Most people don’t think of the flying automobile as a modern vehicle – or even a historical one. Until now, it’s been more of a staple in the movies. That could be changing, however, with the recent flight of the Terrafugia Transition®. This vehicle takes off, achieving full flight before landing on an air strip. After folding up its wings, it can be driven home and parked in the garage. It is legal to take on the highway and fly in and out of select airports. It will soon be for sale with a price tag of about $300,000.
Modern Auto Flight
The Transition took flight earlier this week at the Experimental Aircraft Association’s (EAA) AirVenture Airshow in Oshkosh, Wisconsin. One of more than 10,000 experimental aircraft to be seen at the show, the vehicle drove one lap around the track as an automobile, then flew for its second lap. As the possibility of flying cars takes realistic shape, so does the possibility for reliable and cost-effective parts in the design and manufacturing phases for other similar vehicles. Silicone rubber parts can be used for many things, including as gaskets to seal engine compartments and plug crevices in the cabin of flying vehicles to help make them both airworthy and roadworthy. They can also be used on control boards to operate landing gear, fold up wing flaps and adjust altitude.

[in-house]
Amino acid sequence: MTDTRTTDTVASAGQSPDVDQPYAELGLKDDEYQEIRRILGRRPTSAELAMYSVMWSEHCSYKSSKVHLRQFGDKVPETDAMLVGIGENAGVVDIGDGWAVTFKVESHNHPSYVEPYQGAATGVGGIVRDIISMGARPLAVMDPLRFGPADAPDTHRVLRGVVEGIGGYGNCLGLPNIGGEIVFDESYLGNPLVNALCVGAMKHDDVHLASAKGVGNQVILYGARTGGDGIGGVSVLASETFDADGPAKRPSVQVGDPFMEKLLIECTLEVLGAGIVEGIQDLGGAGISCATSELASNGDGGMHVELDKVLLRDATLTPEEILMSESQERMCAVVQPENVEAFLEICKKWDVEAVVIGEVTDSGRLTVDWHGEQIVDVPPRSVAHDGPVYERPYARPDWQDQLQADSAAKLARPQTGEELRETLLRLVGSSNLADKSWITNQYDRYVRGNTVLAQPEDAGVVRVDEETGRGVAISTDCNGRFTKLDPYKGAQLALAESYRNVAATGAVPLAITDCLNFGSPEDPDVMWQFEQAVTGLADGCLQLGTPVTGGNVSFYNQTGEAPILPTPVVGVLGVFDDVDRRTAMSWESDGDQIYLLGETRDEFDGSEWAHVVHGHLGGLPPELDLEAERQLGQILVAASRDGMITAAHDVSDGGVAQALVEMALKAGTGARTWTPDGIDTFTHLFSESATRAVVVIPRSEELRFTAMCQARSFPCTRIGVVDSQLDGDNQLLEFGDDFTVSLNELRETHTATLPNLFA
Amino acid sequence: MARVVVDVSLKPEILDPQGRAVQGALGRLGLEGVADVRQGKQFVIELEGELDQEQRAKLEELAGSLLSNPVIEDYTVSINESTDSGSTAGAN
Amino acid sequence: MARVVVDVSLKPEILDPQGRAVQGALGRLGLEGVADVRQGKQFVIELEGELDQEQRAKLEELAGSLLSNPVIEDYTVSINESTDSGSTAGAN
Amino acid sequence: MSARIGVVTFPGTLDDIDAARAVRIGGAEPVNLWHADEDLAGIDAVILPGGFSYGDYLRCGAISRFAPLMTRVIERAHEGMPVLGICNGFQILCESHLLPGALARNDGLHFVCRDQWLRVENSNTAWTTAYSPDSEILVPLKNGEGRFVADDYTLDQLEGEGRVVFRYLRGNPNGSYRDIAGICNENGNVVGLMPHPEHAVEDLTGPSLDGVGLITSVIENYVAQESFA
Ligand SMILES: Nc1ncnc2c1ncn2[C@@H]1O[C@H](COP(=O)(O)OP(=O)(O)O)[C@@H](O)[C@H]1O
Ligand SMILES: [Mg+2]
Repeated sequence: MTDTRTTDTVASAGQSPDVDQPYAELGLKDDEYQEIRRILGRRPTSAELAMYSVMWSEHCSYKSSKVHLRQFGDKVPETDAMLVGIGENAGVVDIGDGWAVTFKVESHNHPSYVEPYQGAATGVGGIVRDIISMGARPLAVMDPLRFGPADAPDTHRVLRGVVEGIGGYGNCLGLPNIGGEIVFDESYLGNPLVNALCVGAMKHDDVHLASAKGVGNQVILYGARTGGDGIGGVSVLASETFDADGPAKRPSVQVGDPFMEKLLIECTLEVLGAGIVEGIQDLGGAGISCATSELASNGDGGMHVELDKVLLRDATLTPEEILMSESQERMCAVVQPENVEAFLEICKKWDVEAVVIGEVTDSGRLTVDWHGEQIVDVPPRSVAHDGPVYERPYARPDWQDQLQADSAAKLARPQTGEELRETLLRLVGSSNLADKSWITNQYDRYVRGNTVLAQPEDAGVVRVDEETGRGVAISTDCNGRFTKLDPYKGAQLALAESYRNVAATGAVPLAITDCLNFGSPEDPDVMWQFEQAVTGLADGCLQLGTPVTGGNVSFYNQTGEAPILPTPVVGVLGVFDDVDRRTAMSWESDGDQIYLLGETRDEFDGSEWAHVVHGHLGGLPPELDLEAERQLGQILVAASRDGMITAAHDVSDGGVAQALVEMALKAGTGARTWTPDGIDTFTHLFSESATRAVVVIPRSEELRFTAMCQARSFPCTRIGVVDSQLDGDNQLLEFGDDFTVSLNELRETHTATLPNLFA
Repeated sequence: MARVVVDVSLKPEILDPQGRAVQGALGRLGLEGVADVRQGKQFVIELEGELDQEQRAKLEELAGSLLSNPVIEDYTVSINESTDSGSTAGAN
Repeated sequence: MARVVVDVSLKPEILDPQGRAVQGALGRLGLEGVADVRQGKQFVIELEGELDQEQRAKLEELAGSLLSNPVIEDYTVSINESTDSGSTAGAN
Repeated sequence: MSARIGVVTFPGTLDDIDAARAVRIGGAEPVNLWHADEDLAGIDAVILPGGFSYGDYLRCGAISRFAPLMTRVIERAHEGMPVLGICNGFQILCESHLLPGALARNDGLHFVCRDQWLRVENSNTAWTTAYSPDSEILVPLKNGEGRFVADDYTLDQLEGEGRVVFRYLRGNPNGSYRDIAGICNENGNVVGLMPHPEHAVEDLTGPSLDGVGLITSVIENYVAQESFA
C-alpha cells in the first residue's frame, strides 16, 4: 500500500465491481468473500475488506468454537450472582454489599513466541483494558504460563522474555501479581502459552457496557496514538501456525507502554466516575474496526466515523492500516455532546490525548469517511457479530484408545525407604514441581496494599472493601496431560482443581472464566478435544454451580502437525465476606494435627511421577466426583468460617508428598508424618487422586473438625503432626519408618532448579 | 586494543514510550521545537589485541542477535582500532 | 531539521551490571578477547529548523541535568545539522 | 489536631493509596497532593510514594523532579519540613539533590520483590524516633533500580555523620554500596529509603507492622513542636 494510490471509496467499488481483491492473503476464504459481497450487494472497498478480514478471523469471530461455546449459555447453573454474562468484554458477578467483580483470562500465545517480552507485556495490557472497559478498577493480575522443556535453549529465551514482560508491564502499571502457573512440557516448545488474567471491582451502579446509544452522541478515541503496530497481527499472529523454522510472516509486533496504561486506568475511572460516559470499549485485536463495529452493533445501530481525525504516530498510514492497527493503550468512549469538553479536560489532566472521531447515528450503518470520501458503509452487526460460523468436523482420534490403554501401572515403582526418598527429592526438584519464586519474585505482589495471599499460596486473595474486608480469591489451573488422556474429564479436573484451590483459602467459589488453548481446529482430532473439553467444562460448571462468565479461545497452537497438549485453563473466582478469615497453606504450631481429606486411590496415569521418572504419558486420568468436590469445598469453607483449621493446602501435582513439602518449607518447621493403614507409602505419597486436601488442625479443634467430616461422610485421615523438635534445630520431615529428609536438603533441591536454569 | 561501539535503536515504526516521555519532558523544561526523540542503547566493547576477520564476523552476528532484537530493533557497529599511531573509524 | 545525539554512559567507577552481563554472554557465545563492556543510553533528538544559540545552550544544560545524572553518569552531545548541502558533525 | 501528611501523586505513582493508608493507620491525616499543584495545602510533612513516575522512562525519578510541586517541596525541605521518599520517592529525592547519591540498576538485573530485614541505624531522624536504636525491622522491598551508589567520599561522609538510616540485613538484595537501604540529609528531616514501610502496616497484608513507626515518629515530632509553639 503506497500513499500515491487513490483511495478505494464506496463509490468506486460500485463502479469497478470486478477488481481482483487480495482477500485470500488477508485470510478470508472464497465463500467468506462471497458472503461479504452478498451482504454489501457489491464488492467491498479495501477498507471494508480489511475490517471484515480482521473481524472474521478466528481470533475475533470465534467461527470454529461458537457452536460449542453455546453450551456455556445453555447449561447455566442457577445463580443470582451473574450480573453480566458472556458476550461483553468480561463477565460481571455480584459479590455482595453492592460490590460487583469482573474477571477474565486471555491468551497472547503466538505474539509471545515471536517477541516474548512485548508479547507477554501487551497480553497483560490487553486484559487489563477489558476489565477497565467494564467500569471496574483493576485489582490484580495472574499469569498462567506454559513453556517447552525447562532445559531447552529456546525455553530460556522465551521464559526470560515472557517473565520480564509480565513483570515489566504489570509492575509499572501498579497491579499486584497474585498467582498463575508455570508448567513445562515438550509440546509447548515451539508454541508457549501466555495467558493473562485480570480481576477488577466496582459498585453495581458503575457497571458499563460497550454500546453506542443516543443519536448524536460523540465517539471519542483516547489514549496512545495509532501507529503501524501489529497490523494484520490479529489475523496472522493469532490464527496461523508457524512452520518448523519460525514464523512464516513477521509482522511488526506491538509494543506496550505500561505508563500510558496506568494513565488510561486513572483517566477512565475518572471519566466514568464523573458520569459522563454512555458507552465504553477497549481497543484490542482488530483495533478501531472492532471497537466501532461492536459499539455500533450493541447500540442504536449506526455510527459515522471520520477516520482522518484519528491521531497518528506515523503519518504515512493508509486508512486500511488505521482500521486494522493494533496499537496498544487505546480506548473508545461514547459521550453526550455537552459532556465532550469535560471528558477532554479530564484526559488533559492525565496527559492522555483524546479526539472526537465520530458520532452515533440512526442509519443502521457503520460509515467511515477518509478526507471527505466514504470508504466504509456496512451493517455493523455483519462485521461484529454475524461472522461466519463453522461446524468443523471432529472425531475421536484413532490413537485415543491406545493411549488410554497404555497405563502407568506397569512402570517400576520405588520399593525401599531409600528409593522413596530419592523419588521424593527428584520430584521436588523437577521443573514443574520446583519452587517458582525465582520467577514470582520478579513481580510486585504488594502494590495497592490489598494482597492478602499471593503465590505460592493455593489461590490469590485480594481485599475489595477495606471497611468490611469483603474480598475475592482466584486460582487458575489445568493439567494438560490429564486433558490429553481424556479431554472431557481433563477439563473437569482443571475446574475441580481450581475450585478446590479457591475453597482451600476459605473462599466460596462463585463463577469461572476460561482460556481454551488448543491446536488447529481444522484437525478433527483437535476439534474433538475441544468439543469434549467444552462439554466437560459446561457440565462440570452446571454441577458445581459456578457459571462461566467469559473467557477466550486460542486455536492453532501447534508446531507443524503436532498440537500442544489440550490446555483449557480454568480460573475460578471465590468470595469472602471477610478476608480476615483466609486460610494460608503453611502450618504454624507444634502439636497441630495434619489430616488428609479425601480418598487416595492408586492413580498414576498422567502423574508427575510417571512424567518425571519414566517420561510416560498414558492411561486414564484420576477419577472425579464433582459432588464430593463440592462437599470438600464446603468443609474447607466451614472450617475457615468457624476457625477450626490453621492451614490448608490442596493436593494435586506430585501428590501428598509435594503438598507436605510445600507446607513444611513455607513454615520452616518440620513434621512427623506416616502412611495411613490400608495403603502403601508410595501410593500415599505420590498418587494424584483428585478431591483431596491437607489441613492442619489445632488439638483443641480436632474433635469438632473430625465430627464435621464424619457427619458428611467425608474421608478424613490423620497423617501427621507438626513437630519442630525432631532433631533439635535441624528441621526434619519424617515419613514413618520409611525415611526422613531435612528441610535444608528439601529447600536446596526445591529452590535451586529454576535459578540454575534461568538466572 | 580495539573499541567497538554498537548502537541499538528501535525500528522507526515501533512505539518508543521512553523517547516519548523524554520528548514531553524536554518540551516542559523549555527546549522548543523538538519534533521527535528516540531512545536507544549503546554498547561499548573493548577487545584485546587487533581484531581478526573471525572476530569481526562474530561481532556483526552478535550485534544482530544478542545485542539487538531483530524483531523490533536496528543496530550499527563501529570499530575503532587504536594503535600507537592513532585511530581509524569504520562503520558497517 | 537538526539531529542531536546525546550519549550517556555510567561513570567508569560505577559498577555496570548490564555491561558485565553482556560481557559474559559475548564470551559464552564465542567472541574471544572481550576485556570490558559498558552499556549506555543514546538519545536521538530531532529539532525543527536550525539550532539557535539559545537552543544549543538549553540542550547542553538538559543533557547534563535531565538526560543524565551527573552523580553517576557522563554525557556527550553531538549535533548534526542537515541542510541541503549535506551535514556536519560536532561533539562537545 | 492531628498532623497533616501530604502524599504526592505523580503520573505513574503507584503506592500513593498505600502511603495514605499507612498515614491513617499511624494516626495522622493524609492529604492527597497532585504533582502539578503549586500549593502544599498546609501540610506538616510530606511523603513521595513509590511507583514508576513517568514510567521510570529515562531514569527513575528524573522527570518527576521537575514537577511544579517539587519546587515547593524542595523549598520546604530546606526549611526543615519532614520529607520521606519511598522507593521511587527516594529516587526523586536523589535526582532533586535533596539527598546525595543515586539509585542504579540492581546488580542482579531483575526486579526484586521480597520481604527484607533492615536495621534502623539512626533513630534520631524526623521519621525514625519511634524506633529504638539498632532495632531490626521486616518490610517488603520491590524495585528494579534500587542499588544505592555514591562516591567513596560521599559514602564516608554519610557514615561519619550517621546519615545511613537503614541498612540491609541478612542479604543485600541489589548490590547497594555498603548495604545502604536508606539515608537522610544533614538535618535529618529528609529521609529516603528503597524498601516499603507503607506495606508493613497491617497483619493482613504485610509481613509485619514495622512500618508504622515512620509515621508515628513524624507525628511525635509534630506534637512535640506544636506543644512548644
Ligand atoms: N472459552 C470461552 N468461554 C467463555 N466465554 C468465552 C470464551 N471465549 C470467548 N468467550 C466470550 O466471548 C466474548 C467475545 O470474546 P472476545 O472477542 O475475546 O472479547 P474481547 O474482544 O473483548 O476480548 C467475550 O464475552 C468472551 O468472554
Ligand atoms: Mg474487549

Using Silicone Rubber Molding for Flying Cars
Consider the fact that liquid silicone injection molding can be created to fit nearly any shape to a very tight tolerance and can withstand heavy winds and high temperatures. It’s already used in automobiles for grommets, control pads, and as insulators for parts and wires. Silicone rubber molding components are also already used regularly in aircraft in the form of gaskets, insulative coverings and custom keypads, to name a few.
The Terrafugia Transition has been in the developmental stage for several years, but it was not the first flying car. The first flying automobile was actually created by Waldo Waterman. The Arrowplane flew on Feb. 21, 1937, reaching 112 milers per hour in the air and 56 on the ground. It was powered by a Studebaker engine with a propeller mounted in the back of the vehicle to help it take flight. While it never became a modern-day vehicle of popular use, a later version of this roadable aircraft did manage to become an exhibit in the Smithsonian National Air and Space Museum. Waterman did create other versions of what he later renamed the Aerobile, using auto parts to maintain the look of a car while using a single wing to make it fly.
The vehicle that can drive on the road and fly in the air is no longer an idea best saved for movies and museums. As the designs for flying cars, solar planes and other experimental aircraft come into being over the next several years, look for silicone rubber molding components to be a vital part of form and function.
SiTECH can manufacture quality custom keypads and silicone rubber molding parts for any type of vehicle, including boats, cars, aircraft and spacecraft. Contact us to learn more.